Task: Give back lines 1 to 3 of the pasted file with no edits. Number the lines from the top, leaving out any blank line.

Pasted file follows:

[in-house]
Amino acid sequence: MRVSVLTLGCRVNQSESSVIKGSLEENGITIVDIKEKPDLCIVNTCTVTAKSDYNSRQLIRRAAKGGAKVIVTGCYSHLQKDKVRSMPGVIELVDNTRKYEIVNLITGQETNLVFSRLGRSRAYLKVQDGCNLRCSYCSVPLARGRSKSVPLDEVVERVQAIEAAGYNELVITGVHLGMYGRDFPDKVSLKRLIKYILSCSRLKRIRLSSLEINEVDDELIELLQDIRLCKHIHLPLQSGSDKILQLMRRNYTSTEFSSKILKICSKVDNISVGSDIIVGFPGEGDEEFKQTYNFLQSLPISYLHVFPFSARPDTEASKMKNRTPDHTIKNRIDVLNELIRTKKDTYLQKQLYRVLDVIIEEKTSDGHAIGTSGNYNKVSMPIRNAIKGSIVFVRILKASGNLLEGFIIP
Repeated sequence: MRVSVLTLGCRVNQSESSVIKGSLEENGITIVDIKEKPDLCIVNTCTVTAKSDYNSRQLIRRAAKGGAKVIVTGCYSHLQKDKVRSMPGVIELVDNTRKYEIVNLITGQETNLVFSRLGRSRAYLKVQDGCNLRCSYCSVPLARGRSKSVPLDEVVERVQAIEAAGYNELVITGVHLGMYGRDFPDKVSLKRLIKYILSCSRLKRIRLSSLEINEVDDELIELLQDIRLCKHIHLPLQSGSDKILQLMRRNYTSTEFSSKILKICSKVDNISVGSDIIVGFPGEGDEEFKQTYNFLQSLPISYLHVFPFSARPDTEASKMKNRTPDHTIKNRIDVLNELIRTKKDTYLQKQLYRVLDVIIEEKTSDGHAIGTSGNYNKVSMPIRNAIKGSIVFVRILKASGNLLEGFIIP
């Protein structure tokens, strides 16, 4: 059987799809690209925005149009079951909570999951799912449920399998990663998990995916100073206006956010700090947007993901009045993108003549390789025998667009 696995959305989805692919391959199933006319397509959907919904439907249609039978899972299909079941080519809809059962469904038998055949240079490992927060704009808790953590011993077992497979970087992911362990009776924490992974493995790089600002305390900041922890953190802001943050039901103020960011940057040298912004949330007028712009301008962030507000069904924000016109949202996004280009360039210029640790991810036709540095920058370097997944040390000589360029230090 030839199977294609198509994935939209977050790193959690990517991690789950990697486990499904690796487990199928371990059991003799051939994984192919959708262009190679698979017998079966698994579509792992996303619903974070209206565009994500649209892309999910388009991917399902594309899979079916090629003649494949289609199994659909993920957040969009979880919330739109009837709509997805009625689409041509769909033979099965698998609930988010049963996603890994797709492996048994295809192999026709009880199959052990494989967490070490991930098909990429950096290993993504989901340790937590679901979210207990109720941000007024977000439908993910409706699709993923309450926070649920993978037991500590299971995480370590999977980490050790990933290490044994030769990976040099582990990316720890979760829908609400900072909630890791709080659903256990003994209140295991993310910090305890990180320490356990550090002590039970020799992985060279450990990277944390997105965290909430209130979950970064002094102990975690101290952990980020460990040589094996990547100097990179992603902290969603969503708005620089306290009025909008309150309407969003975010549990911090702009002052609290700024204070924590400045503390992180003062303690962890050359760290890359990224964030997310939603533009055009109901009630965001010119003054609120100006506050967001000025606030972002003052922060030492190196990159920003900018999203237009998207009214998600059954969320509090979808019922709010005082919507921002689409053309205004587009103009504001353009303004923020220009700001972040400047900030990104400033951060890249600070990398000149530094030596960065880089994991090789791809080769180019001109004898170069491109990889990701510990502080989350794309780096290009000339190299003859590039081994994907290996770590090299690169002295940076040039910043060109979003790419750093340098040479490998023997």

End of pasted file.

[in-house]
Amino acid sequence: MRVSVLTLGCRVNQSESSVIKGSLEENGITIVDIKEKPDLCIVNTCTVTAKSDYNSRQLIRRAAKGGAKVIVTGCYSHLQKDKVRSMPGVIELVDNTRKYEIVNLITGQETNLVFSRLGRSRAYLKVQDGCNLRCSYCSVPLARGRSKSVPLDEVVERVQAIEAAGYNELVITGVHLGMYGRDFPDKVSLKRLIKYILSCSRLKRIRLSSLEINEVDDELIELLQDIRLCKHIHLPLQSGSDKILQLMRRNYTSTEFSSKILKICSKVDNISVGSDIIVGFPGEGDEEFKQTYNFLQSLPISYLHVFPFSARPDTEASKMKNRTPDHTIKNRIDVLNELIRTKKDTYLQKQLYRVLDVIIEEKTSDGHAIGTSGNYNKVSMPIRNAIKGSIVFVRILKASGNLLEGFIIP
Repeated sequence: MRVSVLTLGCRVNQSESSVIKGSLEENGITIVDIKEKPDLCIVNTCTVTAKSDYNSRQLIRRAAKGGAKVIVTGCYSHLQKDKVRSMPGVIELVDNTRKYEIVNLITGQETNLVFSRLGRSRAYLKVQDGCNLRCSYCSVPLARGRSKSVPLDEVVERVQAIEAAGYNELVITGVHLGMYGRDFPDKVSLKRLIKYILSCSRLKRIRLSSLEINEVDDELIELLQDIRLCKHIHLPLQSGSDKILQLMRRNYTSTEFSSKILKICSKVDNISVGSDIIVGFPGEGDEEFKQTYNFLQSLPISYLHVFPFSARPDTEASKMKNRTPDHTIKNRIDVLNELIRTKKDTYLQKQLYRVLDVIIEEKTSDGHAIGTSGNYNKVSMPIRNAIKGSIVFVRILKASGNLLEGFIIP